The Connecticut state house is considering a bill which would severely restrict the use of unmanned aerial vehicles (drones) within the state.
House Bill 5217 (HB5217) criminalizes the weaponization of drones and prevents government from using them unless a proper warrant is issued, except for certain emergency situations that are specified in the bill.
The legislation also stops law-abiding citizens from having information about themselves gathered by a government drone unless they provide written consent beforehand. All information that is accidentally gathered from law-abiding citizens during warranted drone use is inadmissible in court and must be destroyed within 48 hours of the incident. Law enforcement is also required make accurate records of their drone use available to the public on their website.
According to a recent WNPR report, ACLU of Connecticut staff attorney David McGuire, pointing out the potential dangers posed by drone technology should it go unchecked by state legislatures, said, “There’s a natural limit on helicopters and planes. You can’t fly them constantly. They’re expensive. They need a hanger. They need a pilot. So they are used when they’re truly necessary. Whereas this technology, if unregulated, would be used with a lot less discretion, in all likelihood.”
Tenth Amendment Center national outreach director Amanda Bowers noted that Connecticut could join a growing chorus of states putting strict limited on drones. “Already, a number of states have passed similar bills into law, and we are expecting more in the coming weeks and months,” she said. “From California to Washington State, and from New York to Missouri, legislators and the general public from left to right want to see a dangerous future stopped before it happens.”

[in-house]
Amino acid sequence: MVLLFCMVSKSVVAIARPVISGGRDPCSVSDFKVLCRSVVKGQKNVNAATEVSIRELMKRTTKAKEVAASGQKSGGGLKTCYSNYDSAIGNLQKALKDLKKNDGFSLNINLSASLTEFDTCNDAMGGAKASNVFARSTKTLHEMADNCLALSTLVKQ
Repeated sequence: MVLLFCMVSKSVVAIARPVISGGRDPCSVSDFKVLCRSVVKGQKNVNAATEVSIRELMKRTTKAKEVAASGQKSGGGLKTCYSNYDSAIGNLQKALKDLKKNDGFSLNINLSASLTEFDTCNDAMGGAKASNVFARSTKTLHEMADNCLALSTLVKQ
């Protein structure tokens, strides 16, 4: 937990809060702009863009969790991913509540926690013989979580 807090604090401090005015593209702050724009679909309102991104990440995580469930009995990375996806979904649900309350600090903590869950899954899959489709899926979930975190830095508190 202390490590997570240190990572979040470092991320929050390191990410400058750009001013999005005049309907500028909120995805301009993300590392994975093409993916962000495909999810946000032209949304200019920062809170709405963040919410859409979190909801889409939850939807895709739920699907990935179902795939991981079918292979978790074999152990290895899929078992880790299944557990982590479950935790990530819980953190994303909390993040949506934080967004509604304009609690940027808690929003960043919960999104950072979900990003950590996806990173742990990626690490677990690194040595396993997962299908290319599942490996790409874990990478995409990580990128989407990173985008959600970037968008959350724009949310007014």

Bills were signed into law in 2013 in Florida, Idaho, Illinois, Oregon, Tennessee, Texas and Virginia. Earlier this year, the South Carolina House passed a similar bill by a vote of 100-0.
Bowers said that this kind of bill has significant ramifications at the federal level because Washington D.C. is pushing and funding drone use at the state level.
“The feds want to push these on the states, and if the states refuse, it’ll foil their plan,” she said. “They already spy on Americans so much that Rand Paul said it numbered in the ‘Gazillions’ after a secret meeting last fall. If the feds can get the states to start buying up and running drones over our cities, they’ll certainly want access to all that surveillance information in the future. It’s important that states begin drawing a line in the sand now – no aerial spying here.”
Bowers said that the federal government serves as the primary engine behind the expansion of drone surveillance carried out by states and local communities. The Department of Homeland Security issues large grants to local governments so they can purchase drones. “Those grants, in and of themselves, represent an unconstitutional expansion of power,” she said.
“If enough states pass bills like this, it’ll foil their plans before they ever take off.”
If their plans are not foiled soon, drones constantly lurking in the skies may become a permanent fixture of life in the United States. According to a 2012 FAA estimate, there could be as many as 30,000 drones in the American skies by the end of the decade. If we are not successful right now in stopping or limiting the use of government drones, the 4th Amendment and basic privacy rights for individuals may be snuffed out forever.
HB5217 would impose tough regulations against the use of government drones that could keep Big Brother at bay in Connecticut and set a good example for other states. It has been referred to the Joint Committee on Judiciary where it will need to pass through a majority before it can be voted upon by the whole house.
If you live in Connecticut: Click HERE to find out what steps you can take to support HB5217.
If you live in another state: Take action to limit drone use in your state HERE.
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